The Netherlands-based foundation Ocean Cleanup is set to deploy its first clean-up system by the first half of next year, which has been designed to extract plastic from the Great Pacific garbage patch.
The first parts of the clean-up system have entered production, and additional improvements to the original design have already been implemented.
Ocean Cleanup's system is set to be deployed two years ahead of schedule and aims to reduce clean-up time, as well as facilitate the cleansing of 50% of the Great Pacific garbage patch in just five years.
The company notes that its ocean cleaning system will involve the installation of U-shaped screens designed to channel floating plastic to a central point, where it can then be removed and shipped to shore for recycling into durable products.
A new mobile or drifting system will be added to the clean-up unit as part of the improvements. The addition of the drifting system means that instead of fixing the floating screens to the seabed at great depths, sea anchors will now be applied to ensure the floating screens move at a slower rate than the plastic.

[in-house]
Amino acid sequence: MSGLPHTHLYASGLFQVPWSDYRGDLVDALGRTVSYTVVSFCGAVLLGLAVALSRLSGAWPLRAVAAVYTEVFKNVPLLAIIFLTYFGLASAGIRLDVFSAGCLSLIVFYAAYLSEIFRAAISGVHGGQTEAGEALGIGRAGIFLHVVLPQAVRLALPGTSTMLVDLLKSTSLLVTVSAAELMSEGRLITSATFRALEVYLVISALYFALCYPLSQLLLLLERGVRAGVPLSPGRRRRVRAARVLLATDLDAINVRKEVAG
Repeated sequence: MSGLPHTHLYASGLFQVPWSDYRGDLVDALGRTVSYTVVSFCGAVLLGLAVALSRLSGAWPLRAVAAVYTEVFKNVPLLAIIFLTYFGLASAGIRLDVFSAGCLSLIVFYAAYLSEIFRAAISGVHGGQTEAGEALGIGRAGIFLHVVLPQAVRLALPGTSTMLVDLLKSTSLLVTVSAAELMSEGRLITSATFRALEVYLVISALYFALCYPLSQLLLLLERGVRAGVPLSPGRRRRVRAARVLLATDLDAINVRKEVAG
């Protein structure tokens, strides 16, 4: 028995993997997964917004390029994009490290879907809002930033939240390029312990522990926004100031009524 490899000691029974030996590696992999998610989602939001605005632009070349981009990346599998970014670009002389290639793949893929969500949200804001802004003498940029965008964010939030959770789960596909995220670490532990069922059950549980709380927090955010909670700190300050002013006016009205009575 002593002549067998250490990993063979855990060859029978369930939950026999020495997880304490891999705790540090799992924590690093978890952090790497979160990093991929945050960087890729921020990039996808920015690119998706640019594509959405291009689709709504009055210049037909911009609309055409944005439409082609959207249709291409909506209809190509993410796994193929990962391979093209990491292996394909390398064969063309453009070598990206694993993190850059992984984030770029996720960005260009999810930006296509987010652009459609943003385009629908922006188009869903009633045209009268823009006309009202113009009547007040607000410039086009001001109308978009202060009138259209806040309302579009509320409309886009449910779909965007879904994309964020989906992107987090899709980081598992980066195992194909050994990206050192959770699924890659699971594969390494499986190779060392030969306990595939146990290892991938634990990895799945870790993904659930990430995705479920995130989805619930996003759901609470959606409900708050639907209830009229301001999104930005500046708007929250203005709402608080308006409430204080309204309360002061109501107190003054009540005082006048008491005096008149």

The modular clean-up system also includes a fleet of smaller screens as opposed to a single large barrier.
Ocean Cleanup CEO and founder Boyan Slat said: “At The Ocean Cleanup we are always looking for ways to make the clean-up faster, better and cheaper.
“Today is another important day in moving in that direction. The clean-up of the world’s oceans is just around the corner.
“Due to our attitude of ‘testing to learn’ until the technology is proven, I am confident that, with our expert partners, we will succeed in our mission.”
The latest improvements added to the clean-up system will enable Ocean Cleanup to ramp up production, deployment and the actual extraction of plastic from the ocean.
An experimental testing of the first system is set to begin off the West Coast of the US by the end of the year.